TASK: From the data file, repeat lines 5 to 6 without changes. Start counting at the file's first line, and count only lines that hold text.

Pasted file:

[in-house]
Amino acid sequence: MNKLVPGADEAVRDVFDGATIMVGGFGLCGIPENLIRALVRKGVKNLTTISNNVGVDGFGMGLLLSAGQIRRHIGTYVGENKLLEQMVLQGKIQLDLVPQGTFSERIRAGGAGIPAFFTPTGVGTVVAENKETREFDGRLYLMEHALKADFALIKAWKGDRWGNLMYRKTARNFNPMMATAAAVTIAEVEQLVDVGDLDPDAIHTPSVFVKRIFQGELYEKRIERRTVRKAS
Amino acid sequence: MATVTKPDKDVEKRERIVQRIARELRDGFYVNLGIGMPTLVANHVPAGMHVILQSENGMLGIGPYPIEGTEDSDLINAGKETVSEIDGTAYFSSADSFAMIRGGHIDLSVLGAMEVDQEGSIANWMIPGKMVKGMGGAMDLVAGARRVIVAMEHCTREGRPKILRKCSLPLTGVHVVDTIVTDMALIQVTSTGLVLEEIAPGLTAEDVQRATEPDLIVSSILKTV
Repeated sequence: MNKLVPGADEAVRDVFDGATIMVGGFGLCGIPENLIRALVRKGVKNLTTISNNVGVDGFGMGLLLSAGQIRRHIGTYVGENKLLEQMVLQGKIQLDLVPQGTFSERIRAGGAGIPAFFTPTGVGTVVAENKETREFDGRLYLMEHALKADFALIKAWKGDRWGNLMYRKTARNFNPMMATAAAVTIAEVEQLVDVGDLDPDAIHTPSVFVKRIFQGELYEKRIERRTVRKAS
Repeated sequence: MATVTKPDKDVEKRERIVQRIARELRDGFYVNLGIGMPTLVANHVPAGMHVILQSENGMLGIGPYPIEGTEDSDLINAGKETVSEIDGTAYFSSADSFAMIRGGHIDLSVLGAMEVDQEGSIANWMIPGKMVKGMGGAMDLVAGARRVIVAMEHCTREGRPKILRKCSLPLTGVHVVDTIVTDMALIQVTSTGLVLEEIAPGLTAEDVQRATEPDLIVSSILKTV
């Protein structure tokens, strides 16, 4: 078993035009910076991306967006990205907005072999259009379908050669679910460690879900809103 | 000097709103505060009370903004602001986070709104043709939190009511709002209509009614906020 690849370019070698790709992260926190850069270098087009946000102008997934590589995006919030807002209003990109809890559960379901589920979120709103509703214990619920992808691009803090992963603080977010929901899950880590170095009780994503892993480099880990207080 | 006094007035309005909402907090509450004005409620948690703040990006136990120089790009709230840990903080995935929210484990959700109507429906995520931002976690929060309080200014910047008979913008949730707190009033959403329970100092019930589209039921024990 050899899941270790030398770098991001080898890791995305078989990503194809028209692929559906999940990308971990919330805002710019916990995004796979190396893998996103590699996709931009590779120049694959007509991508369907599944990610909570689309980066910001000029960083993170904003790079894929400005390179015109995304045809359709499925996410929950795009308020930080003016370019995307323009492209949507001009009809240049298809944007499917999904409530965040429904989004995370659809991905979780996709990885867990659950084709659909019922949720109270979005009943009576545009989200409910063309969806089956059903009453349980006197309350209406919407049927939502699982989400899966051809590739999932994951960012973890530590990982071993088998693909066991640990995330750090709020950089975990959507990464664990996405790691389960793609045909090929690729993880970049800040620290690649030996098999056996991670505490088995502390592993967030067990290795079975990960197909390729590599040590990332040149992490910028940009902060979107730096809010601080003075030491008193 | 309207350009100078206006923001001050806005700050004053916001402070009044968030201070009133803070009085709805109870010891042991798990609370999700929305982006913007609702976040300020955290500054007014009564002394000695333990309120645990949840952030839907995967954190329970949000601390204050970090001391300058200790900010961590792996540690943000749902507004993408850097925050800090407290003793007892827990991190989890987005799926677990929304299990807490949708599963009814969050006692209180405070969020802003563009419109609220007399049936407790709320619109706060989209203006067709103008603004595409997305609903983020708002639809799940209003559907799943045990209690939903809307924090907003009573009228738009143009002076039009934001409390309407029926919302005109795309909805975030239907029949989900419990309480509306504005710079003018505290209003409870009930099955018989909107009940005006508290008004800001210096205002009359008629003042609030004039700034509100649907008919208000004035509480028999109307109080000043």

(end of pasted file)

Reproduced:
Repeated sequence: MATVTKPDKDVEKRERIVQRIARELRDGFYVNLGIGMPTLVANHVPAGMHVILQSENGMLGIGPYPIEGTEDSDLINAGKETVSEIDGTAYFSSADSFAMIRGGHIDLSVLGAMEVDQEGSIANWMIPGKMVKGMGGAMDLVAGARRVIVAMEHCTREGRPKILRKCSLPLTGVHVVDTIVTDMALIQVTSTGLVLEEIAPGLTAEDVQRATEPDLIVSSILKTV
């Protein structure tokens, strides 16, 4: 078993035009910076991306967006990205907005072999259009379908050669679910460690879900809103 | 000097709103505060009370903004602001986070709104043709939190009511709002209509009614906020 690849370019070698790709992260926190850069270098087009946000102008997934590589995006919030807002209003990109809890559960379901589920979120709103509703214990619920992808691009803090992963603080977010929901899950880590170095009780994503892993480099880990207080 | 006094007035309005909402907090509450004005409620948690703040990006136990120089790009709230840990903080995935929210484990959700109507429906995520931002976690929060309080200014910047008979913008949730707190009033959403329970100092019930589209039921024990 050899899941270790030398770098991001080898890791995305078989990503194809028209692929559906999940990308971990919330805002710019916990995004796979190396893998996103590699996709931009590779120049694959007509991508369907599944990610909570689309980066910001000029960083993170904003790079894929400005390179015109995304045809359709499925996410929950795009308020930080003016370019995307323009492209949507001009009809240049298809944007499917999904409530965040429904989004995370659809991905979780996709990885867990659950084709659909019922949720109270979005009943009576545009989200409910063309969806089956059903009453349980006197309350209406919407049927939502699982989400899966051809590739999932994951960012973890530590990982071993088998693909066991640990995330750090709020950089975990959507990464664990996405790691389960793609045909090929690729993880970049800040620290690649030996098999056996991670505490088995502390592993967030067990290795079975990960197909390729590599040590990332040149992490910028940009902060979107730096809010601080003075030491008193 | 309207350009100078206006923001001050806005700050004053916001402070009044968030201070009133803070009085709805109870010891042991798990609370999700929305982006913007609702976040300020955290500054007014009564002394000695333990309120645990949840952030839907995967954190329970949000601390204050970090001391300058200790900010961590792996540690943000749902507004993408850097925050800090407290003793007892827990991190989890987005799926677990929304299990807490949708599963009814969050006692209180405070969020802003563009419109609220007399049936407790709320619109706060989209203006067709103008603004595409997305609903983020708002639809799940209003559907799943045990209690939903809307924090907003009573009228738009143009002076039009934001409390309407029926919302005109795309909805975030239907029949989900419990309480509306504005710079003018505290209003409870009930099955018989909107009940005006508290008004800001210096205002009359008629003042609030004039700034509100649907008919208000004035509480028999109307109080000043």